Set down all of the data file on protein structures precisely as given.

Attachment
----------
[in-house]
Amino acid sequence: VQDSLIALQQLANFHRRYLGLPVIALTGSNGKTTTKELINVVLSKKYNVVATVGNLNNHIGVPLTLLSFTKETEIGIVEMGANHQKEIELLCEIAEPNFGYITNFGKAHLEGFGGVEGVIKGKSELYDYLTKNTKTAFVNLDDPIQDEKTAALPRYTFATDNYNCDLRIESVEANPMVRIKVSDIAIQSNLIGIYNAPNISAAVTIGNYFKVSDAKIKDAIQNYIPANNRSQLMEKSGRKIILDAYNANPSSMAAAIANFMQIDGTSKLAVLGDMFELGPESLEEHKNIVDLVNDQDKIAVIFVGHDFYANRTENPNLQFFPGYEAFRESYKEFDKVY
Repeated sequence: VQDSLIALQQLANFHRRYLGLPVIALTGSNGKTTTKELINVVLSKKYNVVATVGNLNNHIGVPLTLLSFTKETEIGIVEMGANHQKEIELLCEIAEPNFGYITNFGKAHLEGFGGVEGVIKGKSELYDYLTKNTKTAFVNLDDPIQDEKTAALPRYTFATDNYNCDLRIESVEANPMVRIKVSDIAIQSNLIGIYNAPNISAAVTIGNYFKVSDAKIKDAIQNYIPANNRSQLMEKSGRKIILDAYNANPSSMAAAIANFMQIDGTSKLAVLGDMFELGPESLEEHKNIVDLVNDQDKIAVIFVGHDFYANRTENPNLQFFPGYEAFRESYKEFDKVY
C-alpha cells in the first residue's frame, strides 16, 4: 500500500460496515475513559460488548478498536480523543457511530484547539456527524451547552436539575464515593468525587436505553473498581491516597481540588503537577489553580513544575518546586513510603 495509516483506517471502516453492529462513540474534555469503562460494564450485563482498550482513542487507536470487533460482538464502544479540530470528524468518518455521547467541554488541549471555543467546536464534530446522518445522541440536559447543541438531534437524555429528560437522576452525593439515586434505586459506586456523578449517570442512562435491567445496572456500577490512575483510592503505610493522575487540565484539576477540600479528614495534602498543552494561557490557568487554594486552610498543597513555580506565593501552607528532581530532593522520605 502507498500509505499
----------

[in-house]
Amino acid sequence: VQDSLIALQQLANFHRRYLGLPVIALTGSNGKTTTKELINVVLSKKYNVVATVGNLNNHIGVPLTLLSFTKETEIGIVEMGANHQKEIELLCEIAEPNFGYITNFGKAHLEGFGGVEGVIKGKSELYDYLTKNTKTAFVNLDDPIQDEKTAALPRYTFATDNYNCDLRIESVEANPMVRIKVSDIAIQSNLIGIYNAPNISAAVTIGNYFKVSDAKIKDAIQNYIPANNRSQLMEKSGRKIILDAYNANPSSMAAAIANFMQIDGTSKLAVLGDMFELGPESLEEHKNIVDLVNDQDKIAVIFVGHDFYANRTENPNLQFFPGYEAFRESYKEFDKVY
Repeated sequence: VQDSLIALQQLANFHRRYLGLPVIALTGSNGKTTTKELINVVLSKKYNVVATVGNLNNHIGVPLTLLSFTKETEIGIVEMGANHQKEIELLCEIAEPNFGYITNFGKAHLEGFGGVEGVIKGKSELYDYLTKNTKTAFVNLDDPIQDEKTAALPRYTFATDNYNCDLRIESVEANPMVRIKVSDIAIQSNLIGIYNAPNISAAVTIGNYFKVSDAKIKDAIQNYIPANNRSQLMEKSGRKIILDAYNANPSSMAAAIANFMQIDGTSKLAVLGDMFELGPESLEEHKNIVDLVNDQDKIAVIFVGHDFYANRTENPNLQFFPGYEAFRESYKEFDKVY
C-alpha cells in the first residue's frame, strides 16, 4: 500500500460496515475513559460488548478498536480523543457511530484547539456527524451547552436539575464515593468525587436505553473498581491516597481540588503537577489553580513544575518546586513510603 495509516483506517471502516453492529462513540474534555469503562460494564450485563482498550482513542487507536470487533460482538464502544479540530470528524468518518455521547467541554488541549471555543467546536464534530446522518445522541440536559447543541438531534437524555429528560437522576452525593439515586434505586459506586456523578449517570442512562435491567445496572456500577490512575483510592503505610493522575487540565484539576477540600479528614495534602498543552494561557490557568487554594486552610498543597513555580506565593501552607528532581530532593522520605 502507498500509505499